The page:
And then there is Nkosazana Dlamini Zuma, who also stayed in position. She is the Minister for Traditional Affairs and some believe that she holds a leading position in government only because she had a traditional affair with former President Zuma, but that would mean ignoring her accomplishments with the African Union (AU).

When she was the head of this exalted body, she did the women of Africa an immeasurable service by introducing a thin line into turbans. Here in South Africa, as narrow-minded as we are, we traditionally call these turbans “Doeks”, and we stick to our traditions, but that should not humiliate the wonderful turban that was introduced by NDZ as AU chief and now the minister responsible Prohibit cigarettes.

There is also the case of Nosiviwe Mapisa-Nqakula, who was transferred to Parliament by the Ministry of Defense (the one who cannot diagnose JZ’s illness), where she becomes spokeswoman. We didn’t hear her speak so we can’t say what it is about, but we can say she is a Queen of the Doek – and that’s what Parliament is asking for. Leadership in the Doek stakes is a vital necessity in our democracy.

Since Baleka Mbete was speaker, South Africa will not have had such a significant doek on that hot seat. Mbete set very high standards in the Doek / Turban arena, standards that were certainly as high as those she upheld in the business of getting free millions of rand’s worth of free stock in a large company.

She will be able to wear only the finest doeks in retirement, and Mapisa-Nqakula will carry on this great South African tradition in the Spokesman’s Presidency.

Police action

The actions of the police are one of South Africa’s great secrets and we may have stopped asking questions about this secret because it has been going on for so long and breaking any barriers that history or civil society has put up.

During apartheid, the SA police officers were widely known for their brutality towards the population, especially when these citizens protested something. Today, almost three decades in our rainbow democracy, we can say that the SA police officers are widely known for their brutality towards the population, especially when these citizens are protesting something.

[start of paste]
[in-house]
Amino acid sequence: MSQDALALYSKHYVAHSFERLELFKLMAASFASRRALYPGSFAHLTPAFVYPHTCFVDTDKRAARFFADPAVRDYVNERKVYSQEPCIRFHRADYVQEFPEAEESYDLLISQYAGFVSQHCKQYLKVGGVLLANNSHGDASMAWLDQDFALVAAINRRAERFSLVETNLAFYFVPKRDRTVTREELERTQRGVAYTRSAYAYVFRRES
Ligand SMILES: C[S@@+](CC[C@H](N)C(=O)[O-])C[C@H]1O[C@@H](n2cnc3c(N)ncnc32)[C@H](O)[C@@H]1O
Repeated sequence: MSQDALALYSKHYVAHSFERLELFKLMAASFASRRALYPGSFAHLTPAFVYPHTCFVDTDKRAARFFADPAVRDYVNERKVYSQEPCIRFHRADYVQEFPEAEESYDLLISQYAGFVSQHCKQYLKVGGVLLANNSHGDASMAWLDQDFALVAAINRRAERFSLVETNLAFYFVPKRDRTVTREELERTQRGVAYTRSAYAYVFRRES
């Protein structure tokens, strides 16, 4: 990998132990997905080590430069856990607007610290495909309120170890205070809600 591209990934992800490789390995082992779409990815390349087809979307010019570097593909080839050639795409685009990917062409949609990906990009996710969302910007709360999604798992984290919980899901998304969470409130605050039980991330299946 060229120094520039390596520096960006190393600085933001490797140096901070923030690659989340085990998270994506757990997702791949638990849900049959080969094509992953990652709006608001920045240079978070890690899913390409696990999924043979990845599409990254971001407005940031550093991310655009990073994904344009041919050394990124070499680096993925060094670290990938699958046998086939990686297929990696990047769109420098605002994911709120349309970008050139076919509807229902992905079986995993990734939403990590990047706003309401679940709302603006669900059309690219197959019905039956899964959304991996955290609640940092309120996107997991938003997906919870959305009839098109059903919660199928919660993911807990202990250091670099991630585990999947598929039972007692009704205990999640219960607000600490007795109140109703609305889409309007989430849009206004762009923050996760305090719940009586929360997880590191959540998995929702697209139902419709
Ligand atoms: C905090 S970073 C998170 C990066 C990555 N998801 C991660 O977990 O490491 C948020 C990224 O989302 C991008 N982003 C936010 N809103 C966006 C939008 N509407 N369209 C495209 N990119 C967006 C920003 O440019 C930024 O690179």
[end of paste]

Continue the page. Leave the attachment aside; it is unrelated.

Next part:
In the dark days of apartheid, only a handful of demonstrators were shot or killed in police custody each year. The SA police were notorious all over the world.

Now, in the bright days of democracy, the SA police have managed to break all these records. Every year around 500 people die at the hands of the police or in police custody. A mystery is how they managed to break these apartheid records – all without training in breaking communist cells or torturing activists.

Today’s South Africa Police Corps is mysteriously sidelined when shopping malls are looted and burned down, but when it comes to checking receipts from alleged looters, these are all ruthless, unstoppable acts.

You can sweep through a cottage settlement like an army of occupation, confiscating bags of Mielie meal and half-full buckets of margarine with the fine-grained accuracy of an American drone killing a teenage Afghan goatherd.

How do you do that? This is a police force that cannot solve a crime committed in public with multiple witnesses, but they can continue to suppress the poor. It’s a mystery. DM168

Shaun de Waal is a writer and editor.

This story first appeared in our weekly newspaper, Daily Maverick 168, which is available for R25 at Pick n Pay, Exclusive Books and airport bookstores. For your nearest specialist dealer, please click here.